I fear them. Not obvious bugs, but the sneaky ones—the ones where your code will compile and run just fine, where the program can pass all the tests you thought of; but there it sits—the bug you didn’t think of testing for.
Last week I got back to working on my experiment with AI, artificial life, and digital organisms. I got the figures to the point where the next bit would be all about experimenting with larger populations, modifying their behavior, and training them to solve problems. Basically, I thought all the fun parts were next.
Unfortunately, the very next day, when I went to do one of the fun parts, I found out that the way I was saving a population and restoring them was killing them. If I saved a population to a file, even if they could normally produce millions of children, when I restored them from the file, everybody died.
The problem was easy to find, but tedious to fix. I made notes of the trouble and how to deal with it, and set the project aside for about a month and a half. Of course, the research continued, and I got to play with my robo-eye, the vOICe.
On Monday I picked up my notes and figured out how to get back to it. By Tuesday I’d fixed save and restore, Wednesday my brother and I recorded the last episode, and yesterday, I tested and debugged what I’d done on Tuesday. I’d finished a day sooner than I expected, and was feeling all sorts of productive. This morning, I was about to implement one of the fun bits.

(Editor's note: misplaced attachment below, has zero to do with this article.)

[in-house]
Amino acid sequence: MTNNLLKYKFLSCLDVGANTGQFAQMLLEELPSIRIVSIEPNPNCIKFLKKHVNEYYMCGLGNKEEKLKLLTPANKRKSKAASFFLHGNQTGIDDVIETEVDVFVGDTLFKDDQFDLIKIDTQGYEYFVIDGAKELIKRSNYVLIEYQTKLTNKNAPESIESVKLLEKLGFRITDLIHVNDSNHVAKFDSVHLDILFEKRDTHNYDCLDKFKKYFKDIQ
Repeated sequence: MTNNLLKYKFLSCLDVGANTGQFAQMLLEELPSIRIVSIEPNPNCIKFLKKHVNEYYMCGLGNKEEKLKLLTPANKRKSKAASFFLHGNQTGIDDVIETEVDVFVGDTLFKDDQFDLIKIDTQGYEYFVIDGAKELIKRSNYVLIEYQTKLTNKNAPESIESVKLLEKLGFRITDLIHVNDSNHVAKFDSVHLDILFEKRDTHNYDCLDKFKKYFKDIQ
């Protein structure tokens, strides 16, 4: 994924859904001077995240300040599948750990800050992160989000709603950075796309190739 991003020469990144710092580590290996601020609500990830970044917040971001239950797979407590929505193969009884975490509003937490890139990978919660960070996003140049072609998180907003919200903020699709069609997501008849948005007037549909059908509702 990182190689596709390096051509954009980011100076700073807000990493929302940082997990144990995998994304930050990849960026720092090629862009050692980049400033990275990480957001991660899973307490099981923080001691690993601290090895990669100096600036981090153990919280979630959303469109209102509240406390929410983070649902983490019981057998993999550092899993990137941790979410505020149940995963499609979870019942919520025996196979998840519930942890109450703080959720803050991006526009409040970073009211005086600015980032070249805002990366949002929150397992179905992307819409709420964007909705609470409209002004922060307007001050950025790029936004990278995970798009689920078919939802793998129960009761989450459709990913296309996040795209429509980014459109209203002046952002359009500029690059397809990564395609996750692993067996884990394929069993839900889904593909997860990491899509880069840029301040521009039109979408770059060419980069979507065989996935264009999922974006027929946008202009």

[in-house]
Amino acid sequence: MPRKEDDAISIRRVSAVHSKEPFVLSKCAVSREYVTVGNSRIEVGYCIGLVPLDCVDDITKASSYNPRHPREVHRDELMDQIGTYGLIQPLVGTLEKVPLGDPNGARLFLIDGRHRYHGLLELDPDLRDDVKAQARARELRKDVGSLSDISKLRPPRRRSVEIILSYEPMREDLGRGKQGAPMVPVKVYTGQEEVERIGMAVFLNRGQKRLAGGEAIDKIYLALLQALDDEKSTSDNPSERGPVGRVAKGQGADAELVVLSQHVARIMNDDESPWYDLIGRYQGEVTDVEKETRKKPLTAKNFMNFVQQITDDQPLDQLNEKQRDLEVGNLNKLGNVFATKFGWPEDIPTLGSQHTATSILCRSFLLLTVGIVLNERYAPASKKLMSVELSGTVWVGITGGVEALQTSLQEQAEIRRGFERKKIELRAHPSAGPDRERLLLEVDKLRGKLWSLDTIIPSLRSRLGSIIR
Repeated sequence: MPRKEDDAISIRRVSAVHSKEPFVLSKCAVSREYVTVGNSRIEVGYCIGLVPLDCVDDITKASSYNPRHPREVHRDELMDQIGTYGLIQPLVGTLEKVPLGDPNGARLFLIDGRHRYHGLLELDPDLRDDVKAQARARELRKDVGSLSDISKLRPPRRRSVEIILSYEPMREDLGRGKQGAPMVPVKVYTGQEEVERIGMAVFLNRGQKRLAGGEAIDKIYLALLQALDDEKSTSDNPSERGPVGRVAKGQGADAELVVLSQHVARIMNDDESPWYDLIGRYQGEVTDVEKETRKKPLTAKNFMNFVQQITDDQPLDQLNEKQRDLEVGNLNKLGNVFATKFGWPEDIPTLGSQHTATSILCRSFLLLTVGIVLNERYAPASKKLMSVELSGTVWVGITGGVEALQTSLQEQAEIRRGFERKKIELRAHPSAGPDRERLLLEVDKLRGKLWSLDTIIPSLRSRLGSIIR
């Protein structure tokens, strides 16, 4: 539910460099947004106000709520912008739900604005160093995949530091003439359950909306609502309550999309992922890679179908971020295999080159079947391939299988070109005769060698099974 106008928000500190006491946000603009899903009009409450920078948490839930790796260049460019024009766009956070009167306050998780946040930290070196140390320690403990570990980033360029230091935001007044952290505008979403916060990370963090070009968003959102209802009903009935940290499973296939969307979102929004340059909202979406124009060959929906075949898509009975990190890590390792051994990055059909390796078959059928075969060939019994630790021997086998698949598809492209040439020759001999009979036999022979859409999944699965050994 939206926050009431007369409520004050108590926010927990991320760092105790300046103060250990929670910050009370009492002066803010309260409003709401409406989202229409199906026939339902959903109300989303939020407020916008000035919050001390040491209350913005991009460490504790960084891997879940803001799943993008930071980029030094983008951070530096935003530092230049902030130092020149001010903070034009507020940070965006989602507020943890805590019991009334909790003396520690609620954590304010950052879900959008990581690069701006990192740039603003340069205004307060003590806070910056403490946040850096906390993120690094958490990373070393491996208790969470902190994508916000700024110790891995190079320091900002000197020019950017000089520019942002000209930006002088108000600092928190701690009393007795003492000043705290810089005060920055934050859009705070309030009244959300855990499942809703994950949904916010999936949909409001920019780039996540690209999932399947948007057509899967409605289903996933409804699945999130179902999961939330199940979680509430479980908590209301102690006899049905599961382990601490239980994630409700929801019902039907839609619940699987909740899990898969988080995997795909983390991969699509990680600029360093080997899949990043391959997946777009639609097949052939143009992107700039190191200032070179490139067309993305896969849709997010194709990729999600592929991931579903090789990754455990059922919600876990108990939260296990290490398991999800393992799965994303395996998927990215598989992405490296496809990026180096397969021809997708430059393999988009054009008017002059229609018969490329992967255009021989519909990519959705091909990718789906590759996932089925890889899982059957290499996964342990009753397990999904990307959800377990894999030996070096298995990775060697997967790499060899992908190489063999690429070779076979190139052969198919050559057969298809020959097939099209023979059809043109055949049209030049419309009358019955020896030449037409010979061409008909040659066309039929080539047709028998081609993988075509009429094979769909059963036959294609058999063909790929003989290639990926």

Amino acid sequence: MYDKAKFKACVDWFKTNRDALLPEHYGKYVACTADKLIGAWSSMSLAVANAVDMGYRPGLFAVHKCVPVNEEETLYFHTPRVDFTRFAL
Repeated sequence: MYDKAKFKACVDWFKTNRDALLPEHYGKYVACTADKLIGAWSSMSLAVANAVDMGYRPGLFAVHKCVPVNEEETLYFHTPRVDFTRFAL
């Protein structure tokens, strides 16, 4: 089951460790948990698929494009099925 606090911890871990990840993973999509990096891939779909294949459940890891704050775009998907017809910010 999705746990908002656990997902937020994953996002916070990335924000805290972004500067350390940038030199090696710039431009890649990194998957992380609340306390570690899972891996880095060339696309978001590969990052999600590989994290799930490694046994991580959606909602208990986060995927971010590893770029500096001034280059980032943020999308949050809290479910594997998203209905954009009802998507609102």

Before I got into it, I rather idly looked at the tests I’d run on save and restore. That’s when I noticed. The otherAddress field wasn’t getting updated by internal i/o calls.
I call my digital creatures “figures.” Each figure can read and write to the other figures that live in the same environment, a little world I built them called the “realm.” That’s their internal I/O—the input and output they can get from each other.
Whenever one figure reads from or writes to another one, the figure being read from or written to is meant to get a hook to the figure that is doing the reading or writing. If one figure messes with another, the one being messed with notices and remembers who done it. The address of the figure that was reading or writing to you should be stored in your otherAddress field.
For testing, there are only three spaces in the realm, and only two figures alive at once. Whenever a third figure is born, the oldest figure dies. To be certain save and restore were working write, I listed all the fields of the figures, as they were being saved, and again as they were being restored. All the fields matched, every number was the same before saving and after restoring. Unfortunately, I noticed that the otherAddress field never ever pointed to the other figure.
I am truly grateful that I noticed. I’d had to rework the internal i/o quite a while back. I looked over the code and I had just forgotten to update the field. The thing is, that particular mistake has been there for weeks and months, and I never noticed. What other sneaky little bugs might be buzzing around in my system?